clock menu more-arrow no yes mobile

Filed under:

Run Up To The Rose Bowl Rough For Pac-10

After going 1-2 in the Christmas week bowls, the run up to the Rose Bowl wasn't much better for the Pac-10, which again went 1-2 in the New Year's week bowls.

UCLA joined USC in the win column, with a 30-21 comeback win in Washington, DC, over Temple, but it didn't look good early on. The Owls continued a pattern of opponents that came out ready to play, and took a 21-7 lead deep into the second quarter.

The Bruins began the battle back, with a field goal from All-American kicker Kai Forbath, just before half time. The drive was the momentum swinger, as Coach Rick Neuheisel's squad proceeded to score 23 unanswered points, and the Bruins pulled past a Temple team shut out in the second half.

It was an interesting game that featured some good plays both ways. The Bruins found out the Owls had some players, despite a pro scouting analysis that declared there to be no one on the Owls' roster that is draftable. Temple then found out that the Bruins do have draftable talent.

It wasn't that UCLA took their Mid-American Conference opponents lightly, but it did take the Bruins a little time to get a feel for what the Owls' strengths were, and where they had the advantage.

In the end, the UCLA defense was the difference, not only shutting down Temple, but also scoring, when DE Akeem Ayers picked off a pass at point blank range and scored. Ayers did the same thing to Oregon's Nick Costa. Still, it would have been interesting to see what would have happened had Temple RB Bernard Prince not been injured in the first half.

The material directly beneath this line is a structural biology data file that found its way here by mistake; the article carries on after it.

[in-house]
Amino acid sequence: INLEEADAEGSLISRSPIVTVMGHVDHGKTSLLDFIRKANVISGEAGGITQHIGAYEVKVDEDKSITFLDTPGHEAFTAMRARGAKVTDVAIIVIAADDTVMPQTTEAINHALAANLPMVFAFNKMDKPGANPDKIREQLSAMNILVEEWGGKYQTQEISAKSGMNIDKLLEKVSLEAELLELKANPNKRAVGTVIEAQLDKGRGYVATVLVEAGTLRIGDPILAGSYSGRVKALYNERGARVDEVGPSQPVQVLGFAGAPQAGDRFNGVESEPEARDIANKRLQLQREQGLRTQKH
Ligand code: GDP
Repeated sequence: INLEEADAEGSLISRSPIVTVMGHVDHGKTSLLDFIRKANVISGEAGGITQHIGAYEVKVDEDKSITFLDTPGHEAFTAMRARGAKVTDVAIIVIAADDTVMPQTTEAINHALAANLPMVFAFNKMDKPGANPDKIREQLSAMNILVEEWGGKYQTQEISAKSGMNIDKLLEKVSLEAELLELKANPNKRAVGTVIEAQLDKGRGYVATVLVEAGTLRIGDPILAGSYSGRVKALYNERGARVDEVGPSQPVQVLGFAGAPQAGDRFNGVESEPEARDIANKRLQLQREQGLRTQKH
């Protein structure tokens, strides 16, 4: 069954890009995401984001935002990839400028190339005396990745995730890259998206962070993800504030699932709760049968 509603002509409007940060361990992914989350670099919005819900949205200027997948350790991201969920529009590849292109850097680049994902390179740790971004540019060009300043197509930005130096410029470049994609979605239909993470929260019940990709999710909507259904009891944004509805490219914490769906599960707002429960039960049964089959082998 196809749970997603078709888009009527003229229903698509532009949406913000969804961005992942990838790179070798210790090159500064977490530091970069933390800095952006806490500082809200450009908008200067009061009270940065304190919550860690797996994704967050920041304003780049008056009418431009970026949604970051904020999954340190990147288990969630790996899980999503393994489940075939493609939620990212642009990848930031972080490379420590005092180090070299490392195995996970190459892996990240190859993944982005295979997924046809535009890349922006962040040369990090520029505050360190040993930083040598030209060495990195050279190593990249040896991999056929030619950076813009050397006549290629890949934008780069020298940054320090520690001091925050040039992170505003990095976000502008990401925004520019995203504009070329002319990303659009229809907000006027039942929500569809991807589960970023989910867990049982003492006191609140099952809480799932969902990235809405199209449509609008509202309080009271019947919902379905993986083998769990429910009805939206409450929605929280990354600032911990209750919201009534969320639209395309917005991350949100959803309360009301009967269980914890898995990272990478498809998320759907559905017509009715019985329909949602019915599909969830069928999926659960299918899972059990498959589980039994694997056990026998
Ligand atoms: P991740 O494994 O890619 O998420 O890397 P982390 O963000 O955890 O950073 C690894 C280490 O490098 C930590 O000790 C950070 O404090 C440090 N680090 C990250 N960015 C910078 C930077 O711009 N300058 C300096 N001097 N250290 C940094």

Akeem Ayers celebrates the game clinching score.

(AP Photo)

Bruin red-shirt quarterback Kevin Prince re-injured his right shoulder late in the game, and Kevin Kraft came on, but the injury didn't appear serious enough to have lasting effects. It has to give Neuheisel thoughts of something similar to the lost season of Lyle Moevao though.

Afterwards, as expected, Brian Price announced he was headed to the NFL, and pregame talk about Prince's pro prospects did not continue.

The Eagle Bank bowl and a Mac-Conference opponent isn't normally anything a Pac-10 team would get excited about, but UCLA did seem genuinely interested in, and happy (for now) with the event. Next season this would qualify as a disappointment, but Neuheisel correctly noted the game, and the win, was a noteworthy milestone in rebuilding the program.


(AP Photo)

Following were a pair of matchups with Big XII opponents, and an opportunity for all concerned to make their case. For the Arizona Wildcats, the Holiday Bowl in rainy San Diego was an unqualified disaster. Led by Grant High school graduate Ndamukong Suh, the AP College Football Player of the Year, Nebraska's again vaunted Blackshirt Defense pummeled Arizona, and the Cornhuskers set all kinds of records in the 33-0 shutout win.

It was the first ever shutout in the Holiday bowl, and the first ever bowl shutout for Nebraska. Arizona's offense was held to 109 total yards, another Holiday bowl record, but most of that came after Nebraska started changing out starters. The Wildcats had only 34 net yards at the end of the third quarter, and their first drive on the fourth period was their seventh three and out of the game.

A total of six first downs (half the previous total), only 51 offensive plays, and nine punts, were all negative Holiday bowl records the Arizona offense that never crossed midfield in the first half were held to by the Huskers. Makes one wonder what might have happened the last couple of years in Corvallis had the Beavers been able to land Suh.


Nebraska defensive tackle Ndamukong Suh snags a sack against Arizona in the Holiday Bowl.
(AP Photo)

Meanwhile, the Nebraska offense that wasn't supposed to be very exciting came in prepared, with a number of new looks not seen all season (there's that being prepared for a bowl game theme again), and ripped up a Wildcat defense that was already suspect.